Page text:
“And still the path grew rougher and steeper, and the mountain grew wilder, till Irene began to think she was going a very long way from home; and when she turned to look back she saw that the level country had vanished and the rough bare mountain had closed in about her. But still on went the thread, and on went the princess.”
(The Princess and the Goblin, Chapter 20)

The thread leads down into the mountains, but still Princess Irene walks with her hand on the thread, trusting what she feels, not what she sees. What does she do when the doubts and darkness arise?

“Every moment she kept feeling the thread backwards and forwards, and as she went farther and farther into the darkness of the great hollow mountain, she kept thinking more and more about her grandmother, and all that she had said to her, and how kind she had been, and how beautiful she was, and all about her lovely room, and the fire of roses, and the great lamp that sent its light through stone walls.”
(The Princess and the Goblin, Chapter 20)

She focuses on the truth. She remembers the good, the light, the beauty. When she feels the thread has disappeared in a huge heap of storms, she despairs. After a few moments of grief and fear, the princess rallies.

“Her fear vanished; once more she was certain her grandmother’s thread could not have brought her there just to leave her.

After a bit of panic, Irene’s head clears and she solves the puzzle, finding something very good (you’ll have to read the book to find out what it is!).

I love this picture of faith. A thread very few can see guiding us, bringing us through danger, held by God’s hand, leading us to safety.

In fact, it’s so simple that it’s easily missed, but God is a thread that is woven throughout every one of George MacDonald’s 40+ books.

The people of George MacDonald’s fantasies could easily be great friends of Narnians.

Reading George MacDonald’s books is not exactly like reading The Chronicles of Narnia. I am first and foremost a Narnian. As Puddleglum says, “I’m on Aslan’s side even if there isn’t any Aslan to lead it. I’m going to live as like a Narnian as I can even if there isn’t any Narnia.”

However, I like to think that George MacDonald’s fantasies are set in countries neighboring Narnia. I think Peter, Edmund, and the rest would be very good friends with Curdie, and that Lucy and Princess Irene would be soulmates.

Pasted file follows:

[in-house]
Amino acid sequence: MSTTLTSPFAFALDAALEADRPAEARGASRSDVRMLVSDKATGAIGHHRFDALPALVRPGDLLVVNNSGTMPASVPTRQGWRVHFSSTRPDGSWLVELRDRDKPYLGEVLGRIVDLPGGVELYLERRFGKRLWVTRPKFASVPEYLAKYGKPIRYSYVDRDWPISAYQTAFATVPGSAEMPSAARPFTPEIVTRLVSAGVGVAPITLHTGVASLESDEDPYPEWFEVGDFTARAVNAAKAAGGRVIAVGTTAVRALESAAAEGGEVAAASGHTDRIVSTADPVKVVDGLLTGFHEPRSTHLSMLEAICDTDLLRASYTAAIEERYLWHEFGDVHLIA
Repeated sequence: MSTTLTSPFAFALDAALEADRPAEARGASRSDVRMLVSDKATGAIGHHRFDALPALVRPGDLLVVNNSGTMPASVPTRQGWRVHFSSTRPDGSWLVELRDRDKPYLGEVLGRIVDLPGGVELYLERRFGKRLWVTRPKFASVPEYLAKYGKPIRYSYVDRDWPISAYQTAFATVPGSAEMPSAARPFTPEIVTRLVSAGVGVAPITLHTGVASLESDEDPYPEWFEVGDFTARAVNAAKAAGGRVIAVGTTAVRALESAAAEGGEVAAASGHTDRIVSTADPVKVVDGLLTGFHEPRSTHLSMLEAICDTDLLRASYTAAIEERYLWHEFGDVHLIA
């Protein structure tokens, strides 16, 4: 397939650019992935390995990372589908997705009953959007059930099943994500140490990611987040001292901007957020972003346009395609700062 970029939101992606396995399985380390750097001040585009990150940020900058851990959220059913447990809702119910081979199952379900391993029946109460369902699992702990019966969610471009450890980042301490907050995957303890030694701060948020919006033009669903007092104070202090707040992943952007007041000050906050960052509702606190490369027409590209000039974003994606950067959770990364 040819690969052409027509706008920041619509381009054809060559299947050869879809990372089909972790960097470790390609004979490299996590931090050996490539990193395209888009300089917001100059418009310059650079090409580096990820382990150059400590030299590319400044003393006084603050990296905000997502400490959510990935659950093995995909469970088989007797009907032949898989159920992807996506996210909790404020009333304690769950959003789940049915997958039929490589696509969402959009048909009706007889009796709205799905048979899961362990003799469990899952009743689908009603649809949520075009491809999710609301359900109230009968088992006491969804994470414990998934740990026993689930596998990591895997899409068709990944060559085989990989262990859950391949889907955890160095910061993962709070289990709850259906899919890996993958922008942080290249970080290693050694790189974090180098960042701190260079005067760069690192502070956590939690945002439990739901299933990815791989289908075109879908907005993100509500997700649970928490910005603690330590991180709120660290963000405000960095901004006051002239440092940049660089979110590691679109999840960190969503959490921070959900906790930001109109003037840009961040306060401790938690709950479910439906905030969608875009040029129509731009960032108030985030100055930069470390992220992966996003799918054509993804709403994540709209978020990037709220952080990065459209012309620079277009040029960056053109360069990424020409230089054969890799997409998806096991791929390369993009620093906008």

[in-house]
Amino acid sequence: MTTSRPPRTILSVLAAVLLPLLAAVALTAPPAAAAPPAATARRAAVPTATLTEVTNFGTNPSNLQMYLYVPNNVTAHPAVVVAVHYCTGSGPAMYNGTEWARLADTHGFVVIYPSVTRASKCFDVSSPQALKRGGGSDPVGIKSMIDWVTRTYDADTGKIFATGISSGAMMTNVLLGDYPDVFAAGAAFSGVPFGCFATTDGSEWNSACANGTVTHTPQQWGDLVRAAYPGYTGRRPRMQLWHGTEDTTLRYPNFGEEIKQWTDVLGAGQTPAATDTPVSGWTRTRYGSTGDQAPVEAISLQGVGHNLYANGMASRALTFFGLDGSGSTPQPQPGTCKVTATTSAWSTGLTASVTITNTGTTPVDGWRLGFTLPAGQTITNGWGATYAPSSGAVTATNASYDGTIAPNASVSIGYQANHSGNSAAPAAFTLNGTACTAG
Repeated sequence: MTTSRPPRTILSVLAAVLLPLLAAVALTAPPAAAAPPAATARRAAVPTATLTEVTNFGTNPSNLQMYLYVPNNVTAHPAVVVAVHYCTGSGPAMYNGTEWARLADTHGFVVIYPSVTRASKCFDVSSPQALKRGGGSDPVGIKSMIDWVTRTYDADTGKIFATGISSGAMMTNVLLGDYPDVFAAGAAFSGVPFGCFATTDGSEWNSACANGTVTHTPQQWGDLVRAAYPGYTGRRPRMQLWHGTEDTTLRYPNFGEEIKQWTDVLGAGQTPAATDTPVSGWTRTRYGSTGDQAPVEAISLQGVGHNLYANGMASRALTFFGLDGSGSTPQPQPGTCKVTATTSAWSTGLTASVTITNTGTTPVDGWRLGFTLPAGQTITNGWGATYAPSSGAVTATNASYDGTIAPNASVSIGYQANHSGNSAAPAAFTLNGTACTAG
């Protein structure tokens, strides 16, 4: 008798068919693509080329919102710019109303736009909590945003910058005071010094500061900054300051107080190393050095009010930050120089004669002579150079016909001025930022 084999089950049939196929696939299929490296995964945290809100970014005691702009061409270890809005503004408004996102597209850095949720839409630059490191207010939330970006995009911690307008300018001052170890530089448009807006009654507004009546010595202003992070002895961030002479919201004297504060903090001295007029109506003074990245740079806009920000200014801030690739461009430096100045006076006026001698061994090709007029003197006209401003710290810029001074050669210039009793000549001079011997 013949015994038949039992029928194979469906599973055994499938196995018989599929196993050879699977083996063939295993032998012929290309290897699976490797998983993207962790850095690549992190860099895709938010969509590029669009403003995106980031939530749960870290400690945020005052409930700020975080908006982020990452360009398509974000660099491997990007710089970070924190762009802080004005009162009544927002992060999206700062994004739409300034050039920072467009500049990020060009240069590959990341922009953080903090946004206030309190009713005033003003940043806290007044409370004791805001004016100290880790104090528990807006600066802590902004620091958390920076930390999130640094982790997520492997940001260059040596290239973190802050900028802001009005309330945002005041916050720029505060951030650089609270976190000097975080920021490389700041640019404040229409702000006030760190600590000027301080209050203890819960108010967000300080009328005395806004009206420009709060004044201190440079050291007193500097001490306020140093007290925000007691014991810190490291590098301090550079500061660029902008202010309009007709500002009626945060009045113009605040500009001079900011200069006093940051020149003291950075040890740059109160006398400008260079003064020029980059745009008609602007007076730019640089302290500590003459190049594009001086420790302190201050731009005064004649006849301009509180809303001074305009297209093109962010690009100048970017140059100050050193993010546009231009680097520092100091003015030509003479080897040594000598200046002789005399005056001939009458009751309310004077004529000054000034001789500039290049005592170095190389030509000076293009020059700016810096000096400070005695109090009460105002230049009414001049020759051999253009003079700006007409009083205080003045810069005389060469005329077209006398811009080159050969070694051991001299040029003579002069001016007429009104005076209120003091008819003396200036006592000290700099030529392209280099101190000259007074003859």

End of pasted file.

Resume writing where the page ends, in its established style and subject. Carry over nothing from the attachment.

Both Lewis and MacDonald touch upon similar longings and desires within us. Do you remember the horror of finding out that the White Witch made it winter without Christmas? What about the joy that came when winter began to thaw?

Freedom from chains. Justice. Faith. Innocence. All of these themes are found in both authors’ works.

Now that I’ve grown up, when I read The Chronicles of Narnia, The Princess and the Goblin, and The Princess and Curdie, I pray that my daughters find men like Peter, Edmund, Caspian, Eustace, and Curdie. Men who value faith, justice, and goodness, who are brave in the face of great danger, who do right when it’s hard.

And for my daughters? I pray they become like Lucy, Susan, Aravis, Jill, and Princess Irene. These girls didn’t just sit, waiting to be rescued. Princesses or not, they worked, battled, and suffered. They fought back evil, rescued those who couldn’t save themselves, and comforted the broken. They walked by faith, loved deeply, and did everything with a childlike heart.

Childlike, not childish. This is another thread of both MacDonald and Lewis. Childish characters are cruel, conceited, deceitful, and vain. Childlike people are able to put aside self for a greater good, to see and love life’s mysteries, to value qualities like honesty, love, and joy far greater than appearance or other passing things.

George MacDonald and C.S. Lewis acknowledge the battle while giving hope of victory.

It doesn’t take too much for us to see what’s wrong in this world, and our children see it. Too many of our more current stories are filled with sadness and hopelessness. Even when good wins, it is often mingled with grief and despair.